• Corporate templates, version 2
  • A plan and planning
  • Prezi: wow v substance
  • Brevity: skimming v condensing
  • and many more
I hope you’ll stay tuned. In the meantime:

Real beautiful science. In the U.S. these days, some people seem to think real science (you know, the stuff most people don’t really understand) is suspect at best. These people often like to pick on NASA – an extraordinarily good investment – as somehow unnecessary (seemingly oblivious that they live in a world enabled by the science and technology that NASA helped create). This is real science not only helping understand and solve real global issues, but also revealing some beauty and art in the world we live on.

Sunday, October 30, 2011

Design Victory: Type for Dyslectics

Great short article on Fast Company’s Co.Design about a typeface designed for people with dyslexia designed by someone with dyslexia. Talk about user-centered design.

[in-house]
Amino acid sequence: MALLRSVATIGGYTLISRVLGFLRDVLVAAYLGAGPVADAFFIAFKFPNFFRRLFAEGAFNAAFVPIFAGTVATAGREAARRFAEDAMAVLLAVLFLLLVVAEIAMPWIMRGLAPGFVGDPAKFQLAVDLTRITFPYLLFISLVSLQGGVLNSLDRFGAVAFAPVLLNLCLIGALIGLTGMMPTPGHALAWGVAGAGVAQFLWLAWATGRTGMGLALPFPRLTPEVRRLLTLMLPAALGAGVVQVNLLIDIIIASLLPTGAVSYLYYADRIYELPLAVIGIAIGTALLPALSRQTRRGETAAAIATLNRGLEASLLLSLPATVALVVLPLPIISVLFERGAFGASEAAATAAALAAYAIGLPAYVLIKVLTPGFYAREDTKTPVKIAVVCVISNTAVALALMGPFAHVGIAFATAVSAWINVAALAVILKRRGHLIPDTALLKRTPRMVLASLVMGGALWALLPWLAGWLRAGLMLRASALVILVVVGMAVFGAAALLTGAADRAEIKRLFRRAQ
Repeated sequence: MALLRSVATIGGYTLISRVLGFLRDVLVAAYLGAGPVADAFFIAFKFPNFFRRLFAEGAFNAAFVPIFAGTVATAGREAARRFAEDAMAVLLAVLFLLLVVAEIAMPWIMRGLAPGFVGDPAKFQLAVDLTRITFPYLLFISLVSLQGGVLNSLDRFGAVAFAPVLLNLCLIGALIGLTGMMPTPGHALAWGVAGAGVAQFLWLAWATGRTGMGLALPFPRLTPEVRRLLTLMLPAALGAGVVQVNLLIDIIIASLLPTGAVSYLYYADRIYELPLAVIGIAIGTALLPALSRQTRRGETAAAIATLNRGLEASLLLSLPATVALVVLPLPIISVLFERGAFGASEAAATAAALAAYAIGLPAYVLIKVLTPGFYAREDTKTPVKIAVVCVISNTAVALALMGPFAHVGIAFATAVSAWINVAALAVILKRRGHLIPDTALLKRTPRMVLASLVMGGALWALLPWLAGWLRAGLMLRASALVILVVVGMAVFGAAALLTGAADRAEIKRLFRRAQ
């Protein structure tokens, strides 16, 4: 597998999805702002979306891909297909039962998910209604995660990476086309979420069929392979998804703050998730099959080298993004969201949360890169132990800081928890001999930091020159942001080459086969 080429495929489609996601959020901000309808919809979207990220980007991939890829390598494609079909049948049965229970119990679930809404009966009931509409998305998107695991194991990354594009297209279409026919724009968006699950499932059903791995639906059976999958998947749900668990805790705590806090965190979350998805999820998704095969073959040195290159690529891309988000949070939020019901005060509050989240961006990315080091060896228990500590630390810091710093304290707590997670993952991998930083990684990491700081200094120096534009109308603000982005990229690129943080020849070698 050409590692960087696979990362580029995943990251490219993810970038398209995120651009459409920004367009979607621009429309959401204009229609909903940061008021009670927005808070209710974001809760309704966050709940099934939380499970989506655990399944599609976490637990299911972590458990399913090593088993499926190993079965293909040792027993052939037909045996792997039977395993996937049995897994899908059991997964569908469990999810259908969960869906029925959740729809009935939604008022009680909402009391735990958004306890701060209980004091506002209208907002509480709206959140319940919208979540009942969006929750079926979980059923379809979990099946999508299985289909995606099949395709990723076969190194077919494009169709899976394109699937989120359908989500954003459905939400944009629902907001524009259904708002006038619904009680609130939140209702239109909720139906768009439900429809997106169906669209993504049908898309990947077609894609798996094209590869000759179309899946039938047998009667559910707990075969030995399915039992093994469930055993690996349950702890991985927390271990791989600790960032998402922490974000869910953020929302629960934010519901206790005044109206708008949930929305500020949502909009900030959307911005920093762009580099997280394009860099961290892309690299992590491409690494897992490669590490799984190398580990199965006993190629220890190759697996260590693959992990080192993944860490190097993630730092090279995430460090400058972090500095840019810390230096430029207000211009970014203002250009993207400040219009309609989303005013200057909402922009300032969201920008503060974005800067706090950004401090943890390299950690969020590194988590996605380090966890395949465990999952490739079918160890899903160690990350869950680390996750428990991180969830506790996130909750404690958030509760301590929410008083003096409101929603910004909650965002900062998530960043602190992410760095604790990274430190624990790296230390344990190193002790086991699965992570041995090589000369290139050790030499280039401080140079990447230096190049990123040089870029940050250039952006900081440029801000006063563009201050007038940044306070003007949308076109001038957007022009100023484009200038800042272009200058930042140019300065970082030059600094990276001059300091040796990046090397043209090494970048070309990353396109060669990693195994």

The face is awkward-looking by traditional visual typographic criteria, but using Louis Sullivan’s Form Follows Function criteria, it seems like a masterpiece. The article said it best:
If it works, it works. And according to an independent study by the University of Twente in Boer’s native Netherlands, it does work.
Amen.

For your next presentation: if, for any given population, approximately 5–10% have some sort of dyslexia and another 7–10% have some sort of color deficiency; that’s potentially 20% of your audience that doesn’t see things the way you do, literally. I’m exaggerating a bit, but try to consider all the ways your audience is different from you and your worldview.

Monday, October 17, 2011

West Coast Attitude

From a Rolling Stone interview with Bono on Steve Jobs (emphasis added):

What's the essence of his legacy?